I first read this book years ago and recently re-read it slowly over a couple of months. Gillian Clarke is one of the best known and best loved poets of Wales. Being her Collected Poems this book brings together a diverse selection of poems, including Cofiant - a long family biography in verse form, following an old Welsh tradition of such poems and a series of poems The King of Britain's daughter about a historical princess of Wales.
Clarke is a poet who clearly lives in nature and her descriptions are beautiful:
Dusk unwinds its spool
among the stems of plum trees
on the screen of evening
She has the ability to transport the reader right there, to the farm field, to the derelict mine, to the shoreline.
It's interesting too, to notice how the poetry changes through the selections. I'm not enough of a literary critic to draw out the stylistic differences without more learned people disagreeing with me, so I'll say no more, but if you read the book you'll probably realise what I mean. (I have to admit, too, that on a personal level, I found some of her line-breaks in the early poems really distracting and annoying).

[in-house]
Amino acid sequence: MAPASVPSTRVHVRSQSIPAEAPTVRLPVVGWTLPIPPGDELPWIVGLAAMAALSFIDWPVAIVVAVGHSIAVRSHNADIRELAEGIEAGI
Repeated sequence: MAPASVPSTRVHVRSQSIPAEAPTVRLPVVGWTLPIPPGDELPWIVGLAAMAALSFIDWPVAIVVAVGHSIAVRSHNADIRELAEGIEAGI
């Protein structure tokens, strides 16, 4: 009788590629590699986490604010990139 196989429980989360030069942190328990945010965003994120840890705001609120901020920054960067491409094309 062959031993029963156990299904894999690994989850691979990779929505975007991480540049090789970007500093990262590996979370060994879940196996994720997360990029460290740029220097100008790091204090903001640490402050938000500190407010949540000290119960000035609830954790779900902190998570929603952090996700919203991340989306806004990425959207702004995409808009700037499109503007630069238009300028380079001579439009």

This is a collection that is worth savouring and reading several times.
The sea writes on the sand
in a scribble of weed and gull bones.
(from The King of Britain's Daughter)
Collected Poems of Gillian Clarke, published by Carcanet
As ever, red text contains hyperlinks that take you to other pages, where you can find out more.